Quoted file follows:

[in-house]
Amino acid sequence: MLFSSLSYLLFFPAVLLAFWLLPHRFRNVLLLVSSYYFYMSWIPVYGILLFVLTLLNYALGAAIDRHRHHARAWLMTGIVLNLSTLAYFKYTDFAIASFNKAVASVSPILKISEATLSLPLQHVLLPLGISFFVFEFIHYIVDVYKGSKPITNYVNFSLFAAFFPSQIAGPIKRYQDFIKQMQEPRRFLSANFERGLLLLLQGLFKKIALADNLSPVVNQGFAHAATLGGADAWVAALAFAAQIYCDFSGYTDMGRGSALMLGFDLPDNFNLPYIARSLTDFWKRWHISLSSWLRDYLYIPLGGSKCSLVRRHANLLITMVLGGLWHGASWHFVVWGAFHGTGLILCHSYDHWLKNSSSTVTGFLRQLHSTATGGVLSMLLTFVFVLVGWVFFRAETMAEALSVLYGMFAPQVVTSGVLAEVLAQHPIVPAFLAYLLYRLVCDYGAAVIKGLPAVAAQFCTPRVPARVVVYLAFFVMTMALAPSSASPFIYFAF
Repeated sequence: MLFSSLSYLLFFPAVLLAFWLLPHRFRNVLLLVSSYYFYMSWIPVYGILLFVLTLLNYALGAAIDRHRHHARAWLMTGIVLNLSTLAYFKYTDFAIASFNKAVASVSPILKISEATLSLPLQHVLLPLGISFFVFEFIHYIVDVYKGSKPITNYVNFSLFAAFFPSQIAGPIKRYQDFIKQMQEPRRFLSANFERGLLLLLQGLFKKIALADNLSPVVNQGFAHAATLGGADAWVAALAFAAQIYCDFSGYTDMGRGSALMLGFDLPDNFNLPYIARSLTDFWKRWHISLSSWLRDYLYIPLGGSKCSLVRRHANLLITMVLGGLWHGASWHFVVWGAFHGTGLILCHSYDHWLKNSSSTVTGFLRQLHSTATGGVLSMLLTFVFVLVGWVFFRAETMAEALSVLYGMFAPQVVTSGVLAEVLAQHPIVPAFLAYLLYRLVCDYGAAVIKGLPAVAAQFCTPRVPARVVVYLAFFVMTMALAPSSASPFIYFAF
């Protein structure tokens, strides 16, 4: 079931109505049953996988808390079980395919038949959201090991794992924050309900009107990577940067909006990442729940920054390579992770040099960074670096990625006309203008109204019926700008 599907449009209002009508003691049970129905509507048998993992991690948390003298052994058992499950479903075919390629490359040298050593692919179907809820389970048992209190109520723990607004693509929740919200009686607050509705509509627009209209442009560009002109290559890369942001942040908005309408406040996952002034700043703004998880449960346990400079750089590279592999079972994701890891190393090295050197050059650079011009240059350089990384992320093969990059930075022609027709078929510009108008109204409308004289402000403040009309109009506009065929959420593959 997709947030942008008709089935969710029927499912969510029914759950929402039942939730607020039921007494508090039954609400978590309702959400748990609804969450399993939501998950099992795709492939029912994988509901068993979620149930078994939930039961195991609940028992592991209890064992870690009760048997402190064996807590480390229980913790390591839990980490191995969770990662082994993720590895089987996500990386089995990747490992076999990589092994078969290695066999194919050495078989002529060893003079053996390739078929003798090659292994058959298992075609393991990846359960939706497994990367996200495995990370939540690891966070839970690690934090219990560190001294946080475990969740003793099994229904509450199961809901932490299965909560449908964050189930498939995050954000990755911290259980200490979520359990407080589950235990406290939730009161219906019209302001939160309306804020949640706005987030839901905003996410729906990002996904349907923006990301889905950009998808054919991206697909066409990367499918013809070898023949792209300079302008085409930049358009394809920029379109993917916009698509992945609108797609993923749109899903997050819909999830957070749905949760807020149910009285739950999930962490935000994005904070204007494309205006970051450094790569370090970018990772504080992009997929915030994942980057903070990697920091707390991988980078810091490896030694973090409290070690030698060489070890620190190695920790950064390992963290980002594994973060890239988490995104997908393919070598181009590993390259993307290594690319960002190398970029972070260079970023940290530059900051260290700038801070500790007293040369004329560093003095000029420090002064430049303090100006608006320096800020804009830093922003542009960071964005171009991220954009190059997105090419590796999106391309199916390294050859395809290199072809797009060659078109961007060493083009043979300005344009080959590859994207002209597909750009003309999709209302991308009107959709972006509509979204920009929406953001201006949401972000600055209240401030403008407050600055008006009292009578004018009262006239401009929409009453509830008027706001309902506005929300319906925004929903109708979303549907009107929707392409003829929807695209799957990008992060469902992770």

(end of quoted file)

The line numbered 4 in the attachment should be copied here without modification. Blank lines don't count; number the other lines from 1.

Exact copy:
């Protein structure tokens, strides 16, 4: 079931109505049953996988808390079980395919038949959201090991794992924050309900009107990577940067909006990442729940920054390579992770040099960074670096990625006309203008109204019926700008 599907449009209002009508003691049970129905509507048998993992991690948390003298052994058992499950479903075919390629490359040298050593692919179907809820389970048992209190109520723990607004693509929740919200009686607050509705509509627009209209442009560009002109290559890369942001942040908005309408406040996952002034700043703004998880449960346990400079750089590279592999079972994701890891190393090295050197050059650079011009240059350089990384992320093969990059930075022609027709078929510009108008109204409308004289402000403040009309109009506009065929959420593959 997709947030942008008709089935969710029927499912969510029914759950929402039942939730607020039921007494508090039954609400978590309702959400748990609804969450399993939501998950099992795709492939029912994988509901068993979620149930078994939930039961195991609940028992592991209890064992870690009760048997402190064996807590480390229980913790390591839990980490191995969770990662082994993720590895089987996500990386089995990747490992076999990589092994078969290695066999194919050495078989002529060893003079053996390739078929003798090659292994058959298992075609393991990846359960939706497994990367996200495995990370939540690891966070839970690690934090219990560190001294946080475990969740003793099994229904509450199961809901932490299965909560449908964050189930498939995050954000990755911290259980200490979520359990407080589950235990406290939730009161219906019209302001939160309306804020949640706005987030839901905003996410729906990002996904349907923006990301889905950009998808054919991206697909066409990367499918013809070898023949792209300079302008085409930049358009394809920029379109993917916009698509992945609108797609993923749109899903997050819909999830957070749905949760807020149910009285739950999930962490935000994005904070204007494309205006970051450094790569370090970018990772504080992009997929915030994942980057903070990697920091707390991988980078810091490896030694973090409290070690030698060489070890620190190695920790950064390992963290980002594994973060890239988490995104997908393919070598181009590993390259993307290594690319960002190398970029972070260079970023940290530059900051260290700038801070500790007293040369004329560093003095000029420090002064430049303090100006608006320096800020804009830093922003542009960071964005171009991220954009190059997105090419590796999106391309199916390294050859395809290199072809797009060659078109961007060493083009043979300005344009080959590859994207002209597909750009003309999709209302991308009107959709972006509509979204920009929406953001201006949401972000600055209240401030403008407050600055008006009292009578004018009262006239401009929409009453509830008027706001309902506005929300319906925004929903109708979303549907009107929707392409003829929807695209799957990008992060469902992770």